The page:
"I'm surprised at the regime's audacity in declaring such a large margin for Ahmadinejad, given that in the run-up, the momentum seemed to be in the other direction. The hardliners in the regime seem to have exercised all their levers of power to keep Ahmadinejad in place. Undoubtedly, one of the key reasons was their concern about losing control of the country through policies such as willingness to engage with the United States.
"All of the candidates wanted U.S. engagement, including Ahmadinejad and the Supreme Leader, but the Supreme Leader wanted it to be on his timetable and his agenda. So Ahmadinejad's victory does not mean there cannot be engagement. He just wants credit for it. What it does mean is that there will be no change in the management of the nuclear portfolio. Ahmadinejad wants engagement with the United States without making any concessions at all in the nuclear program. So it doesn't augur well for an early and peaceful settlement of the nuclear dispute."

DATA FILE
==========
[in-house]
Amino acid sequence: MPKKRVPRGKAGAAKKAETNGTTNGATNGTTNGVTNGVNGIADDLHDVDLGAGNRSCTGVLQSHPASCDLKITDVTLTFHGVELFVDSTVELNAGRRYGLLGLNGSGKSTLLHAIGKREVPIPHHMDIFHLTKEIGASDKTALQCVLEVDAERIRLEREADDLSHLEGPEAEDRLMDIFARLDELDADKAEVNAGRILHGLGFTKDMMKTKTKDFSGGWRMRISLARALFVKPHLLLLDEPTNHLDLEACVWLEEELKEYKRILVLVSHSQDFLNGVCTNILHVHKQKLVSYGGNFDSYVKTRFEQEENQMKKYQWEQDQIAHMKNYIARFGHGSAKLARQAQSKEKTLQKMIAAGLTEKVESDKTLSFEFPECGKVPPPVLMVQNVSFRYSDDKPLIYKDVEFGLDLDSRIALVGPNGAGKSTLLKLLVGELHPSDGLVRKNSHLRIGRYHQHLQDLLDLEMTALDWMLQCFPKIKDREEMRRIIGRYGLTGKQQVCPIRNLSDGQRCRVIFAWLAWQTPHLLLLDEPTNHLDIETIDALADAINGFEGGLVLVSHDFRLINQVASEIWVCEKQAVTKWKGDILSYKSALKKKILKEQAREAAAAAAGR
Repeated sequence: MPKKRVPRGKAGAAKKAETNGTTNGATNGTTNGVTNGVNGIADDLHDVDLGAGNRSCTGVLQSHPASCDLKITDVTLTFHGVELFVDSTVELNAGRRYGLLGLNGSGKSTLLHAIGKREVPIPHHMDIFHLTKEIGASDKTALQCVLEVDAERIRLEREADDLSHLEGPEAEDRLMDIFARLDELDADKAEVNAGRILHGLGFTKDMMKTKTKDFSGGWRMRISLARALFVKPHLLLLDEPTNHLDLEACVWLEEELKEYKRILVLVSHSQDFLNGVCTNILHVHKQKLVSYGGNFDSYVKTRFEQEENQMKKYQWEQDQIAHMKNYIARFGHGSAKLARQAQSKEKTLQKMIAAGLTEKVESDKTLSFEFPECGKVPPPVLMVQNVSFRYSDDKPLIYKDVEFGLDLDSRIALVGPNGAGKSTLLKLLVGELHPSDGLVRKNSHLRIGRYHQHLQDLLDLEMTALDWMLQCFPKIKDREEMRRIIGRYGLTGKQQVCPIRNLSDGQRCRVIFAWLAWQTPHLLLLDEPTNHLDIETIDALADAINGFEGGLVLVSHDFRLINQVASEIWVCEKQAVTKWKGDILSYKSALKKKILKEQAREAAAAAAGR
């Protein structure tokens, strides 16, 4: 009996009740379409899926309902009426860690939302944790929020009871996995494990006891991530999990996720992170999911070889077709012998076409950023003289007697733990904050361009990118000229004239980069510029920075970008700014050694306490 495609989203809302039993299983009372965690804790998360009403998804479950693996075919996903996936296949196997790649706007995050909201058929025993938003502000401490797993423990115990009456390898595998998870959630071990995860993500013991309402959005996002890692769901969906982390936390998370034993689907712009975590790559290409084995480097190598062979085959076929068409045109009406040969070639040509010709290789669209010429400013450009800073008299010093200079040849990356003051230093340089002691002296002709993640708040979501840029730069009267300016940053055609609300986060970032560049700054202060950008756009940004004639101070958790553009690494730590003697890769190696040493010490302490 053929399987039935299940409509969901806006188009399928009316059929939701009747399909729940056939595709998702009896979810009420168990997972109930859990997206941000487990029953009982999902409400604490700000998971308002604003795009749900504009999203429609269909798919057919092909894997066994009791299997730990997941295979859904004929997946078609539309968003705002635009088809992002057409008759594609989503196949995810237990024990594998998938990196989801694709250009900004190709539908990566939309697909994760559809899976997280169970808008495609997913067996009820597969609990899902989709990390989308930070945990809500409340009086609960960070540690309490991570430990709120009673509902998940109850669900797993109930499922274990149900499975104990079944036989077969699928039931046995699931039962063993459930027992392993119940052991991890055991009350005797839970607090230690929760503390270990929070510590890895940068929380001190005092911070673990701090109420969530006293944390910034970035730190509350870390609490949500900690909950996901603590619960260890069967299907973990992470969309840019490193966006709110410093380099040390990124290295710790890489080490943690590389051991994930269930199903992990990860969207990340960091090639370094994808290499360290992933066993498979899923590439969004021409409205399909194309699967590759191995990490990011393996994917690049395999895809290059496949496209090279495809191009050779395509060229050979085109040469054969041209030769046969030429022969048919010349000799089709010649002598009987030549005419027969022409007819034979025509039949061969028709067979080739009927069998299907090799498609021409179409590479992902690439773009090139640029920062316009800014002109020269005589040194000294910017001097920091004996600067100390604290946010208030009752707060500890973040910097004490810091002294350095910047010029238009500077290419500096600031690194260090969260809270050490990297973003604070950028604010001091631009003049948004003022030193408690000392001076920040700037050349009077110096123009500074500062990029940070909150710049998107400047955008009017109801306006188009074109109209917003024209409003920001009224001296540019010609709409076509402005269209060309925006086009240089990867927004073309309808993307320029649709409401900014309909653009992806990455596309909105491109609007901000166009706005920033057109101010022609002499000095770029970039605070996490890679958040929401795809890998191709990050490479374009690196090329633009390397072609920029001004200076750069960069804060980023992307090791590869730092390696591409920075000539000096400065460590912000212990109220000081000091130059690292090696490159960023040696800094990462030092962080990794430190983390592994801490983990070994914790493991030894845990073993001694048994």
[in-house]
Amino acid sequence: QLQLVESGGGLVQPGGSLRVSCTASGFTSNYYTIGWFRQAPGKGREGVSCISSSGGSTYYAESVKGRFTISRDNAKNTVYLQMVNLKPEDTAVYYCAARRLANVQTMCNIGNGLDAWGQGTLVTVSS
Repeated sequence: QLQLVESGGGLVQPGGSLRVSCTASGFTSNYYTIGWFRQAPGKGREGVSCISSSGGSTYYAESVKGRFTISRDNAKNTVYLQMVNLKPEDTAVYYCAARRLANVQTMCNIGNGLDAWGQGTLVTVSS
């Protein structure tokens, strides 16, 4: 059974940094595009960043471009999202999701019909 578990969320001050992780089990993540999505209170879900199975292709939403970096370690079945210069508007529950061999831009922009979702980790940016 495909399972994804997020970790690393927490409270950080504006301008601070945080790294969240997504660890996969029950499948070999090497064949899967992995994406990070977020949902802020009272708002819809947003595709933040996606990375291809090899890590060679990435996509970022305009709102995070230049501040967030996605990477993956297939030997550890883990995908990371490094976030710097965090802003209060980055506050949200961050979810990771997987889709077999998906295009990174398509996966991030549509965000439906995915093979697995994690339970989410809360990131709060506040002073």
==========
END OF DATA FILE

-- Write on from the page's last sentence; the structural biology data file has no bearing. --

ALI ANSARI, DIRECTOR OF INSTITUTE FOR IRANIAN STUDIES AT
UNIVERSITY OF ST ANDREWS IN SCOTLAND:
"The election results are incredible. It's just nonsense ... If it was a genuine election landslide, surely people should be out on the streets in euphoria ...
"The potential for unrest is high. People will wake up today in Iran in a state of shock, not that Ahmadinejad has won, but that he has won on such a dramatic scale ... The scale of the election victory that they have given Ahmadinejad means he must have won big in the cities. That is simply not borne out by what people were saying in the major cities (before the vote)."
ELLIOTT ABRAMS, FORMER SENIOR BUSH ADMINISTRATION OFFICIAL
NOW WITH THE COUNCIL ON FOREIGN RELATIONS:
"Both the apparent victory and the apparent fraud greatly complicate the Obama strategy. My advice is that they had better be thinking about more sanctions. The one hope might be that if a new Ahmadinejad government is viewed as illegitimate by many Iranians, that government might be anxious to avoid further economic distress. In that context, sanctions that bite might be a powerful tool and might push the regime into a serious negotiation. But it is more likely that the engagement strategy has been dealt a very heavy blow.